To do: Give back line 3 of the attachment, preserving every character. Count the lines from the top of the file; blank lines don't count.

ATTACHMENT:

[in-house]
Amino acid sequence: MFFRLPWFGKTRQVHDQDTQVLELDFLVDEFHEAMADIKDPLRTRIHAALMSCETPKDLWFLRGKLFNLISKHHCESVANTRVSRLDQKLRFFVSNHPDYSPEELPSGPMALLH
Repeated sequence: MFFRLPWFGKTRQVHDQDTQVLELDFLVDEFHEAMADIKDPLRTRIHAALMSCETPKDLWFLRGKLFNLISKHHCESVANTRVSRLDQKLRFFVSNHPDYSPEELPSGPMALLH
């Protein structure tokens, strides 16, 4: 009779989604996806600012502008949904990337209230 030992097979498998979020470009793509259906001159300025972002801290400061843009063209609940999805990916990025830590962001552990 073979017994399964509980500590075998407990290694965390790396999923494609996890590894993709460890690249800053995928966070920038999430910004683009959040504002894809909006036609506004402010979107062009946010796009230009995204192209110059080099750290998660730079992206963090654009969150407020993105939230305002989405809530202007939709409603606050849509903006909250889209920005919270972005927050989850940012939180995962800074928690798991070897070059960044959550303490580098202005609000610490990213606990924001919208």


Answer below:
Repeated sequence: MFFRLPWFGKTRQVHDQDTQVLELDFLVDEFHEAMADIKDPLRTRIHAALMSCETPKDLWFLRGKLFNLISKHHCESVANTRVSRLDQKLRFFVSNHPDYSPEELPSGPMALLH